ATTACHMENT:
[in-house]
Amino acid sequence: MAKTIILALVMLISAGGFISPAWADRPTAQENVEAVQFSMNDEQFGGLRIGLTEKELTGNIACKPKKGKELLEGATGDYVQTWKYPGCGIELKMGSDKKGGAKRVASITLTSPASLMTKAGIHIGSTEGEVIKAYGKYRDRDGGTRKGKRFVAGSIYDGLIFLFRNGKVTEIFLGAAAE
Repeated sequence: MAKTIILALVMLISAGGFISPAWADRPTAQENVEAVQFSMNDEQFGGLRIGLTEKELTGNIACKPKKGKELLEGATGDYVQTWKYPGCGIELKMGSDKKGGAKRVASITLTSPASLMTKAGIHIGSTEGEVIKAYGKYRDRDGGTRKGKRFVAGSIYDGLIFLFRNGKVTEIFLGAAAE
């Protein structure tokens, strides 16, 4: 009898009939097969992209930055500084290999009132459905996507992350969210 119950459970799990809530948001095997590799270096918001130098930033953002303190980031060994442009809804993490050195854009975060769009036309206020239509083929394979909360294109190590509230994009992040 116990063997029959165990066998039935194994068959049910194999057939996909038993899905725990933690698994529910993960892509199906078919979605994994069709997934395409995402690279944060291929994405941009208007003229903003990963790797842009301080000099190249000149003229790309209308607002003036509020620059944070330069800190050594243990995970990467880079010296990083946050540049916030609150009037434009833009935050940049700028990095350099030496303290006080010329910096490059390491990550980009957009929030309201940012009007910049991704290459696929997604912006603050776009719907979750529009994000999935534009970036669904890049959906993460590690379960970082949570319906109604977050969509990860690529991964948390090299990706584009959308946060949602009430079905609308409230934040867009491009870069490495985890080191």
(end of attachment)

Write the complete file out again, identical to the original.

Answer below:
[in-house]
Amino acid sequence: MAKTIILALVMLISAGGFISPAWADRPTAQENVEAVQFSMNDEQFGGLRIGLTEKELTGNIACKPKKGKELLEGATGDYVQTWKYPGCGIELKMGSDKKGGAKRVASITLTSPASLMTKAGIHIGSTEGEVIKAYGKYRDRDGGTRKGKRFVAGSIYDGLIFLFRNGKVTEIFLGAAAE
Repeated sequence: MAKTIILALVMLISAGGFISPAWADRPTAQENVEAVQFSMNDEQFGGLRIGLTEKELTGNIACKPKKGKELLEGATGDYVQTWKYPGCGIELKMGSDKKGGAKRVASITLTSPASLMTKAGIHIGSTEGEVIKAYGKYRDRDGGTRKGKRFVAGSIYDGLIFLFRNGKVTEIFLGAAAE
């Protein structure tokens, strides 16, 4: 009898009939097969992209930055500084290999009132459905996507992350969210 119950459970799990809530948001095997590799270096918001130098930033953002303190980031060994442009809804993490050195854009975060769009036309206020239509083929394979909360294109190590509230994009992040 116990063997029959165990066998039935194994068959049910194999057939996909038993899905725990933690698994529910993960892509199906078919979605994994069709997934395409995402690279944060291929994405941009208007003229903003990963790797842009301080000099190249000149003229790309209308607002003036509020620059944070330069800190050594243990995970990467880079010296990083946050540049916030609150009037434009833009935050940049700028990095350099030496303290006080010329910096490059390491990550980009957009929030309201940012009007910049991704290459696929997604912006603050776009719907979750529009994000999935534009970036669904890049959906993460590690379960970082949570319906109604977050969509990860690529991964948390090299990706584009959308946060949602009430079905609308409230934040867009491009870069490495985890080191």